TANACROSS, Alaska — One Alaska Native village knew what to do to keep out COVID-19. They put up a gate on the only road into town and guarded it round the clock. It was the same idea used a century ago in some isolated Indigenous villages to protect people from outsiders during another deadly pandemic — the Spanish flu.
It largely worked. Only one person died of COVID-19 and 20 people got sick in Tanacross, an Athabascan village of 140 whose rustic wood cabins and other homes are nestled between the Alaska Highway and Tanana River.
The COVID-19 surge is worsened by Alaska’s limited health care system that largely relies on hospitals in Anchorage, the biggest city. It’s where the state’s largest hospital, Providence Alaska Medical Center, is overwhelmed with patients and was the first weeks ago to declare crisis-of-care protocols, meaning doctors are sometimes prioritizing care based on who has the best odds of survival.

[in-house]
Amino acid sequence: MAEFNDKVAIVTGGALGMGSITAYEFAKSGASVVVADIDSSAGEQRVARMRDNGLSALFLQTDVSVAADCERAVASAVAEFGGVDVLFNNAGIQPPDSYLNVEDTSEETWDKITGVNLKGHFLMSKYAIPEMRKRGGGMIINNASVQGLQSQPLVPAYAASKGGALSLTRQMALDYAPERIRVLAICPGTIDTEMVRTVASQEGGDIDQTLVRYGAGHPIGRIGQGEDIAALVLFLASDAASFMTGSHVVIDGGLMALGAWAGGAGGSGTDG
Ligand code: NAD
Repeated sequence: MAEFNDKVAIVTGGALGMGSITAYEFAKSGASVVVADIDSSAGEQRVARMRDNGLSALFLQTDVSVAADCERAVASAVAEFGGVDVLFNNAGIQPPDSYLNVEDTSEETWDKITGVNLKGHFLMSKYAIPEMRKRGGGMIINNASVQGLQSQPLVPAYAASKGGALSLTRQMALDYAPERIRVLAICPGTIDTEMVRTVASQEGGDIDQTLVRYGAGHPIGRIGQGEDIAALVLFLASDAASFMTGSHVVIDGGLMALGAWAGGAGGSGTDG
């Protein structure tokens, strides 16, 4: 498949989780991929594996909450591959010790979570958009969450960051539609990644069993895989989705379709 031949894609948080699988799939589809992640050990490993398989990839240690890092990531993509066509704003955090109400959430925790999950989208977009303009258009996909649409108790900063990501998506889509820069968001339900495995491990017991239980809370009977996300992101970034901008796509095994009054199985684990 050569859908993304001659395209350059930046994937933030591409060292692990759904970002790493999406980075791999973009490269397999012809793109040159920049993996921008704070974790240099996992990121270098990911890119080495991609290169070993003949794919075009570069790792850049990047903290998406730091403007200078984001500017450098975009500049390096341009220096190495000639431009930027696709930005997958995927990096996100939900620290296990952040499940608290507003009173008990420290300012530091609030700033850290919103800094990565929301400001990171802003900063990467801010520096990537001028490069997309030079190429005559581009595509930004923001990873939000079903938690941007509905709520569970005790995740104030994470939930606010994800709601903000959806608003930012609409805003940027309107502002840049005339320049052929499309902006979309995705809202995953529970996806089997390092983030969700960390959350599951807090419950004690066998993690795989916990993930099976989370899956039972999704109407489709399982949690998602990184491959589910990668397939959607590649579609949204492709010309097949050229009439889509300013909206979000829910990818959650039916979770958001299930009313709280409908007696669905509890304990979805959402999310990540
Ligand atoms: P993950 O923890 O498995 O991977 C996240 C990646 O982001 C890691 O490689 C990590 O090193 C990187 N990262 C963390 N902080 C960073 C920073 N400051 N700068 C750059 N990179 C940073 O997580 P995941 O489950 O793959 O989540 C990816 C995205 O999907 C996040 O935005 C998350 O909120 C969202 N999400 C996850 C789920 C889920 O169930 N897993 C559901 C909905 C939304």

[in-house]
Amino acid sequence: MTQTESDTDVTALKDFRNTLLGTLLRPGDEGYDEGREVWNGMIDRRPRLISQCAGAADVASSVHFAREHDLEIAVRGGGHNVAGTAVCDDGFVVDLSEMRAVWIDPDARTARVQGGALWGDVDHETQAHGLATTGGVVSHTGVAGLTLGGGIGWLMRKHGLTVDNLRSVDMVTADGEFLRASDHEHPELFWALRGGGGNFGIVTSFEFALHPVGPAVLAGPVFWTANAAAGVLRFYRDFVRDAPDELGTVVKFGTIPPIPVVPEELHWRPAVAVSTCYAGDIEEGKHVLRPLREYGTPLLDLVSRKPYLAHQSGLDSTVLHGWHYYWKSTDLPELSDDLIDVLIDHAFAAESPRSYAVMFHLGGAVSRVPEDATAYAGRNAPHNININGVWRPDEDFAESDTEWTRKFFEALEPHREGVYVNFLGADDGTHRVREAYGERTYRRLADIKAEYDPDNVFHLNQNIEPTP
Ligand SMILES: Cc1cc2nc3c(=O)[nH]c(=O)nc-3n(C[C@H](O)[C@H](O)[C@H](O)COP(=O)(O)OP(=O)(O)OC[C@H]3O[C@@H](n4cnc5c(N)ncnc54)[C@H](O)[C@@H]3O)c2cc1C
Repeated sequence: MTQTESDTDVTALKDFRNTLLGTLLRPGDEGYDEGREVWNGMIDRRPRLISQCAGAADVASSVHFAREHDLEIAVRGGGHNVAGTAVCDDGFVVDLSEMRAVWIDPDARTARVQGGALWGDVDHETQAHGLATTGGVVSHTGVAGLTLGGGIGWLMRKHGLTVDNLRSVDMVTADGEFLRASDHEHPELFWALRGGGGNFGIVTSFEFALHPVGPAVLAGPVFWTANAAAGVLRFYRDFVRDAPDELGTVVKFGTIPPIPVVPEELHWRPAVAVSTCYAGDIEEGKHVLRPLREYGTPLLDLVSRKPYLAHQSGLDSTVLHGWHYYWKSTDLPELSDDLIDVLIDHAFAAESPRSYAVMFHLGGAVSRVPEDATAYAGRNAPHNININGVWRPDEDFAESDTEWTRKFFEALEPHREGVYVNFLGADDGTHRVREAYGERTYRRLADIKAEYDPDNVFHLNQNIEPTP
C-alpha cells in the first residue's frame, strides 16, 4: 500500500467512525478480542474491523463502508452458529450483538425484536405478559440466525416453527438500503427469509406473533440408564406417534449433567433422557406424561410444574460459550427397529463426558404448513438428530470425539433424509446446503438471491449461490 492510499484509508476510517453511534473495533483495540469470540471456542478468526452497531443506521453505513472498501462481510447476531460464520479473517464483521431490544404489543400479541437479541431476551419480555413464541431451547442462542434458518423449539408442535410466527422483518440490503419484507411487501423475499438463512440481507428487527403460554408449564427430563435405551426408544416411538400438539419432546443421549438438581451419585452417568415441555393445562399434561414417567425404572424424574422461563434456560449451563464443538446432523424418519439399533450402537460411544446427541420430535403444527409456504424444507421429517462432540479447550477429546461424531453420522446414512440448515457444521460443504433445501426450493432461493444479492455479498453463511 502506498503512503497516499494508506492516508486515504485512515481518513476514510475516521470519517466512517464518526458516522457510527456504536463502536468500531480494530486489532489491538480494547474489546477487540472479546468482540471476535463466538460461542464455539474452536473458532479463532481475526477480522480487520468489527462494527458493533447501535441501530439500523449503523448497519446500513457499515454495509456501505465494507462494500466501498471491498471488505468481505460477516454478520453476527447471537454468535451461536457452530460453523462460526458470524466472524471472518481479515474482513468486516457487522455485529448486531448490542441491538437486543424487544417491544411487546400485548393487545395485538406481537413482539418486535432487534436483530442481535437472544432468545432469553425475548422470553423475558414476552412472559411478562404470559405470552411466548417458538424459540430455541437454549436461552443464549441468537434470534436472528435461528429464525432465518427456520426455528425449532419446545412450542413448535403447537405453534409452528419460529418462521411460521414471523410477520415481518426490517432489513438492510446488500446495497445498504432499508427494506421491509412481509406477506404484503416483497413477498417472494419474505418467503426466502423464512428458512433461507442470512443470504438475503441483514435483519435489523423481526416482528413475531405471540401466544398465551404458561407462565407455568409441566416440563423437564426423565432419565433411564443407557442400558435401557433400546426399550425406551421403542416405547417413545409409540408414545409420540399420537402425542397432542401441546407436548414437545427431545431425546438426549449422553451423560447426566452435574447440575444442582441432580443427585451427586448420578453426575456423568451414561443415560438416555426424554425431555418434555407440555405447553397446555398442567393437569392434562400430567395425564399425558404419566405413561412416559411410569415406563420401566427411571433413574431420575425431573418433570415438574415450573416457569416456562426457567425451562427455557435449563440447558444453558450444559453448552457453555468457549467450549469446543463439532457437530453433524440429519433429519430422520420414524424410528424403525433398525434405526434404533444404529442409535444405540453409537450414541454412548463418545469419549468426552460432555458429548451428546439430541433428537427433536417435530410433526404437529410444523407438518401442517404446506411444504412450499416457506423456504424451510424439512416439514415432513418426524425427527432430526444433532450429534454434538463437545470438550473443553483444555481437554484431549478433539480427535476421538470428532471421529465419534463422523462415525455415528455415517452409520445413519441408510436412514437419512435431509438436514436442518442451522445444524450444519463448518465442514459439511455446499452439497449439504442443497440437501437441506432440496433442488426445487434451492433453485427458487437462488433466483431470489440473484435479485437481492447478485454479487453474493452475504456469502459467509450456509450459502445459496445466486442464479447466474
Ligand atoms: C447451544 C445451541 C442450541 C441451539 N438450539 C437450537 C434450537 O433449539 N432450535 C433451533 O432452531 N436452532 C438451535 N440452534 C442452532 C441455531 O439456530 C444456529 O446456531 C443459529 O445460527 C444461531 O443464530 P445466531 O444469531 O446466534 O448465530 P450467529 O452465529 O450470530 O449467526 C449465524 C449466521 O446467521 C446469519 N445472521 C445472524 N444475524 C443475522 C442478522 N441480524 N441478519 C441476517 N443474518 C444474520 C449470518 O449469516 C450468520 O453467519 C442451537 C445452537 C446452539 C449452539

Since then, 19 other health care facilities in Alaska, including Anchorage’s two other hospitals and Fairbanks Memorial, have also entered crisis care mode, something overtaxed facilities in other states have had to do, including Idaho and Wyoming.
“Even though we live here, we’re concerned about Anchorage and Fairbanks,” said Alfred Jonathan, a Tanacross elder. “If somebody gets sick around there, there’s no place to take them.”
While Alaska has contracted with nearly 500 medical professionals to help over the next few months, the ramifications are dire for those in rural Alaska if they need higher levels of care — for COVID-19 or otherwise — but no beds are available.